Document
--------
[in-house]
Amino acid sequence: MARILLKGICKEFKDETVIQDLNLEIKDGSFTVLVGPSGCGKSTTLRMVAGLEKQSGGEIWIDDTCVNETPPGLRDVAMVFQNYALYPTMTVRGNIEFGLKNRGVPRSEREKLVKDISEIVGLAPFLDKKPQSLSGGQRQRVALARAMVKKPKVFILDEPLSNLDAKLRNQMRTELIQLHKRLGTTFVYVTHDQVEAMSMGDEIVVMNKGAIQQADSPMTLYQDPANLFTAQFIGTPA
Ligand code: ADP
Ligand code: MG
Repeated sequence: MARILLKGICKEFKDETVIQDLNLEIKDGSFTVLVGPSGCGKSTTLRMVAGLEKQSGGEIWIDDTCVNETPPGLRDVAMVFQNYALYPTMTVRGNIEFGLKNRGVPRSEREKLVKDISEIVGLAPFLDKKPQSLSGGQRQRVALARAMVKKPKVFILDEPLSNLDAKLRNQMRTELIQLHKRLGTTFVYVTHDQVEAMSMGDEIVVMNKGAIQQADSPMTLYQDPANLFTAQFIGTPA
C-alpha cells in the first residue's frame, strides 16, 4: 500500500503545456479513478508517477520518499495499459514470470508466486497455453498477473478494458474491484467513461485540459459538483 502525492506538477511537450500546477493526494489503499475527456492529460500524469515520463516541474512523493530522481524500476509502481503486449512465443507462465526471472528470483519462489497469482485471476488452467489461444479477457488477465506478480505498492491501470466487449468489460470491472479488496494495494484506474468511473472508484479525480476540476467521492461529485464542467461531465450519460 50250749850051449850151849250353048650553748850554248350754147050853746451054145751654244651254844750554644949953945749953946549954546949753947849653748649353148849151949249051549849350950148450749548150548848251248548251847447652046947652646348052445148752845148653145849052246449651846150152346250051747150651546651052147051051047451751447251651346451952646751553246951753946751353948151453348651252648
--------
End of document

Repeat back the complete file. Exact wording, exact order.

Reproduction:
[in-house]
Amino acid sequence: MARILLKGICKEFKDETVIQDLNLEIKDGSFTVLVGPSGCGKSTTLRMVAGLEKQSGGEIWIDDTCVNETPPGLRDVAMVFQNYALYPTMTVRGNIEFGLKNRGVPRSEREKLVKDISEIVGLAPFLDKKPQSLSGGQRQRVALARAMVKKPKVFILDEPLSNLDAKLRNQMRTELIQLHKRLGTTFVYVTHDQVEAMSMGDEIVVMNKGAIQQADSPMTLYQDPANLFTAQFIGTPA
Ligand code: ADP
Ligand code: MG
Repeated sequence: MARILLKGICKEFKDETVIQDLNLEIKDGSFTVLVGPSGCGKSTTLRMVAGLEKQSGGEIWIDDTCVNETPPGLRDVAMVFQNYALYPTMTVRGNIEFGLKNRGVPRSEREKLVKDISEIVGLAPFLDKKPQSLSGGQRQRVALARAMVKKPKVFILDEPLSNLDAKLRNQMRTELIQLHKRLGTTFVYVTHDQVEAMSMGDEIVVMNKGAIQQADSPMTLYQDPANLFTAQFIGTPA
C-alpha cells in the first residue's frame, strides 16, 4: 500500500503545456479513478508517477520518499495499459514470470508466486497455453498477473478494458474491484467513461485540459459538483 502525492506538477511537450500546477493526494489503499475527456492529460500524469515520463516541474512523493530522481524500476509502481503486449512465443507462465526471472528470483519462489497469482485471476488452467489461444479477457488477465506478480505498492491501470466487449468489460470491472479488496494495494484506474468511473472508484479525480476540476467521492461529485464542467461531465450519460 50250749850051449850151849250353048650553748850554248350754147050853746451054145751654244651254844750554644949953945749953946549954546949753947849653748649353148849151949249051549849350950148450749548150548848251248548251847447652046947652646348052445148752845148653145849052246449651846150152346250051747150651546651052147051051047451751447251651346451952646751553246951753946751353948151453348651252648